This brings me to the point that it is futile to look for simple solutions for public health challenges. It is not about any one thing but how all the different factors line up and interact to shift the outcome one way or another. There are tools -- qualitative and quantitative -- that help us manage this complexity. However, I find that the key to embracing complexity is a shift in mindset, and this takes practice. The shift involves not playing the blame game (i.e., looking for the single culprit), not being afraid of the unknown, being okay with the surprising and unanticipated, and recognizing that there are many others outside our comfort sphere who can bring different expertise and tools to help us figure things out. This is why I have become such a firm believer in working to find solutions to obesity or other challenging problems in society through cross-sectoral collaborations and innovation -- at the nexus of science (of all forms), business and design and creativity.
I was a psychology major in college. In my final year, I worked on a health psychology thesis focused on the mental health of breast cancer survivors. That research was part of an emerging field called psycho-oncology and it helped me appreciate the interconnection between the mind and the body. As I delved into the research, I began to ask more questions. I wondered how social and environmental conditions might influence the mental or physical health outcomes of those patients. That research experience was instrumental in pushing me to look for graduate programs that were truly interdisciplinary and that entailed research linking the biological and psychosocial sciences. By chance, I stumbled upon an applied health research program in Preventive Medicine at the University of Southern California, which seemed really interesting and had many of the interdisciplinary features I was looking for. The program was offered by the medical school and qualified students could go from a bachelor's degree directly into the PhD program. Fortunately I got in, and that was how I ended up in public health.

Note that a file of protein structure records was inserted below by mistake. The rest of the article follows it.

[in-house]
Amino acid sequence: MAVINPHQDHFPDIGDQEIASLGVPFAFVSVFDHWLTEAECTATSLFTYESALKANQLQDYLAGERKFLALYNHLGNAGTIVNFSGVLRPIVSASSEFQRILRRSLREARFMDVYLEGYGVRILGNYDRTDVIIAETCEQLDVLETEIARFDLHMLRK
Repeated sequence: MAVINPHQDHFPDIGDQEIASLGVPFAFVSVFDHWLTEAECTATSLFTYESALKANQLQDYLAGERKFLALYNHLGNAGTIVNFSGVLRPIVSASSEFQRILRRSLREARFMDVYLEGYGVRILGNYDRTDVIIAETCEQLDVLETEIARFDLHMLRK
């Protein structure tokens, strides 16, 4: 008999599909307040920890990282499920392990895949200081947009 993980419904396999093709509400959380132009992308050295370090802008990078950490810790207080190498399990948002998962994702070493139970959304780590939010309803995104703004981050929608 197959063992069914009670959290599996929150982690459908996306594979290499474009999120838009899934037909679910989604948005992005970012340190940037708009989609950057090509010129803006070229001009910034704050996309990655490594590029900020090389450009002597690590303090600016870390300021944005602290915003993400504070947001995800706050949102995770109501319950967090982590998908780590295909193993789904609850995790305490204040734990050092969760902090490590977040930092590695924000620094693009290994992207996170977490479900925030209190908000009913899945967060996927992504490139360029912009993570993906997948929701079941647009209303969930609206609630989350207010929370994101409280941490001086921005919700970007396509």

I initially started my work in tobacco and drug abuse prevention. Then I gravitated towards childhood obesity research as the health consequences were starting to really emerge as a major public health concern. What I love most about the field of obesity research is that it truly requires the knowledge of diverse fields, from the biological sciences to the social and behavioral sciences and even business, engineering, policy, and law. It is a perfect model to train one's mind in navigating and managing complexity and to be creative in thinking outside the box. Through my experience in the obesity field, I have come to see public health in all places and across the ages. Everything is related to public health!
I am glad I found public heath, as it has offered me a multifaceted window to critically examine the world. In the process, I have also come to appreciate that there remains so much potential in public health that is yet to be fulfilled. Doing so will require ever more intensive integration of expertise from other fields. However, the future is full of possibilities, as knowing what we don't know is the first step towards achieving the next innovation in public health.